Posts tagged ‘High-speed rail’


This Spanish Company Says It Holds the Key to Speed on India’s Crooked Railways – India Real Time – WSJ

India’s trains are notoriously slow and outdated, but a Spanish train maker says it can change that with coaches that can squeeze much more speed out of the country’s crooked railways.

Talgo S.A. has been wooing India for years as the South Asian nation has one of the largest railway networks in the world and big plans to upgrade its rail infrastructure.

The Madrid-based company got its breakthrough this year when it got the go-ahead to test its coaches on few routes in India to prove its trains can slash travel times for the 13 million people who use the state-owned Indian Railways every day. Talgo claims its coaches can cut travel time by up to 30%.

The existing average maximum speed of Indian passenger trains is 110 kilometers per hour, according to Vijay Kumar, executive director for infrastructure and mechanical engineering at Indian Railways.

One of Indian Railways’ current fastest trains–the Rajdhani Express–travels between Delhi and Mumbai in around 16 hours. Talgo says the same journey with its coaches will take less than 11 hours.

India has traditionally built its own trains and Talgo is the first foreign train-manufacturer to be given permission to conduct trials, said Mr. Kumar.

The tests of the trains began last weekend between Bareilly and Moradabad in northern Indian state of Uttar Pradesh and will be expanded to two other routes.

The main selling point of the Talgo coaches is that India won’t need to change the tracks for them.

“For any conventional train you need a lot of investment in the existing infrastructure but with Talgo train you don’t need any investment in the infrastructure and it can start going at higher speed,” said Subrat Nath, director for India and Asia-Pacific region at Talgo.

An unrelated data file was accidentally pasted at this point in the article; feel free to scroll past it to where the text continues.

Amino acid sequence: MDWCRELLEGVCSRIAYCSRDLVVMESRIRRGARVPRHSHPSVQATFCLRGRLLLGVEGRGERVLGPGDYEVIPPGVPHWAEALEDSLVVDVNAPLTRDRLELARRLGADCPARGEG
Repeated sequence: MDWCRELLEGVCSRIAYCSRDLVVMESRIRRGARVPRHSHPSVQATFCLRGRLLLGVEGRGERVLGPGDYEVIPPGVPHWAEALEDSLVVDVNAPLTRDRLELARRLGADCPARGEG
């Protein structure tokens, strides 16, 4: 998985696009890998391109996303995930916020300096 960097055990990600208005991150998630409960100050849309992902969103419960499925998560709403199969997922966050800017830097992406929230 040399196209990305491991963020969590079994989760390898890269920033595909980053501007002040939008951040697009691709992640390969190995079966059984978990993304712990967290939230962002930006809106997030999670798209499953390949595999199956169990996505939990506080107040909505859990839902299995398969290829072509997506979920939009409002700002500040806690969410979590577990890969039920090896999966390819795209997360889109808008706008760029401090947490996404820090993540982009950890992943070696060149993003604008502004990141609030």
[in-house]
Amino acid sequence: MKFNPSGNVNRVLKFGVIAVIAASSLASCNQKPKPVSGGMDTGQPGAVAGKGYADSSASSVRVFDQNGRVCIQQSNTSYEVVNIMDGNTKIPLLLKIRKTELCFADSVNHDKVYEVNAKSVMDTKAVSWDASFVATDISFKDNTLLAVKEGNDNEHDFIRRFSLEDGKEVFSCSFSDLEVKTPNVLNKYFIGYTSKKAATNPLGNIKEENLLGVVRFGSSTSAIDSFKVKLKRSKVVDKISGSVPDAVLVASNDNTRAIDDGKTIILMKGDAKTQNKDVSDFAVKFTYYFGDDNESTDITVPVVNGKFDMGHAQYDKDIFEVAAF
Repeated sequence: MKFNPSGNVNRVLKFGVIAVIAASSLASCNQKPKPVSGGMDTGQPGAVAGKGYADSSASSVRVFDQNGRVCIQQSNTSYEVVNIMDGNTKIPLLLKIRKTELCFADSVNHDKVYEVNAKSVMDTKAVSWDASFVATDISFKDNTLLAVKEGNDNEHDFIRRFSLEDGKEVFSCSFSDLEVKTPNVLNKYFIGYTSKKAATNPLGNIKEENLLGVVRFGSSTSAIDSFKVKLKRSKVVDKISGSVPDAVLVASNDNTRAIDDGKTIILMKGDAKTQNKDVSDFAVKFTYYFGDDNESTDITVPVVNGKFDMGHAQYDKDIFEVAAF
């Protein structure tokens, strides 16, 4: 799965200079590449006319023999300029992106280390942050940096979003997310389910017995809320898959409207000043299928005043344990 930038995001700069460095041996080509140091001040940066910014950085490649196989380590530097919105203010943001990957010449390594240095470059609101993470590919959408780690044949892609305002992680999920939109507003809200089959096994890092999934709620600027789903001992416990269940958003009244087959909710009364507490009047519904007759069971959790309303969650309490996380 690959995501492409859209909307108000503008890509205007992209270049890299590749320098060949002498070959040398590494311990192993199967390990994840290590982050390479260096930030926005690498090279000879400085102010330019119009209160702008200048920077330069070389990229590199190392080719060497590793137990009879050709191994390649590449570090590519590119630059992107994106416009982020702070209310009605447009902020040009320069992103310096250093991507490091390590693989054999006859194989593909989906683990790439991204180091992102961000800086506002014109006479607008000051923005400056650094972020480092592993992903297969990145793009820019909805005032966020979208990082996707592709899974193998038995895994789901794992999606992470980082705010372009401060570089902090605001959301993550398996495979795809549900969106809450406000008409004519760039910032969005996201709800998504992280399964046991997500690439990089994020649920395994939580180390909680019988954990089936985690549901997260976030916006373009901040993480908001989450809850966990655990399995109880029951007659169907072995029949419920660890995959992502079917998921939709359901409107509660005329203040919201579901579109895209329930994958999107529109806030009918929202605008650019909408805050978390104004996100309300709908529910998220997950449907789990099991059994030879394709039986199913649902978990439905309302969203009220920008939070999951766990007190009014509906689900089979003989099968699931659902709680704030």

Despite India’s dependence on its railways, the system has become outdated and overburdened.

“India is unique and alone among the major countries of the world in not having a single high-speed rail corridor,” said a document presented to the Indian Parliament in 2009 titled “Indian Railways Vision 2020.”

The Congress party-led government back then said it would upgrade the current tracks and build “state-of-the-art high-speed corridors” for the trains to run up to 350 kilometers, or 217 miles, per hour.

In the latest step in that direction, India launched its first “semi-high speed” train in April–the Gatimaan Express– between Delhi and Agra, home of the Taj Mahal. The train has a maximum speed of 160 kilometers, or 99 miles, per hour, cutting the fastest travel time between the capital and Agra by more than 15 minutes.

One of the biggest factors slowing down Indian Railways’ 7,000 passenger trains is the country’s long and winding railroads. There are 495 speed-killing curves in the tracks between Delhi and Mumbai alone, said Mr. Kumar at Indian Railways.

Straightening out existing tracks or building straight ones from scratch is too expensive, said Mr. Kumar, so the trains from Talgo and others which offer more speed on curvy lines could be the best option.

Talgo coaches use a “natural tilting mechanism” which allows them to go up to 20% faster on curves than conventional coaches, Mr. Kumar said.

He said the trials will test whether the trains perform as promised. India has not committed to ordering from Talgo yet.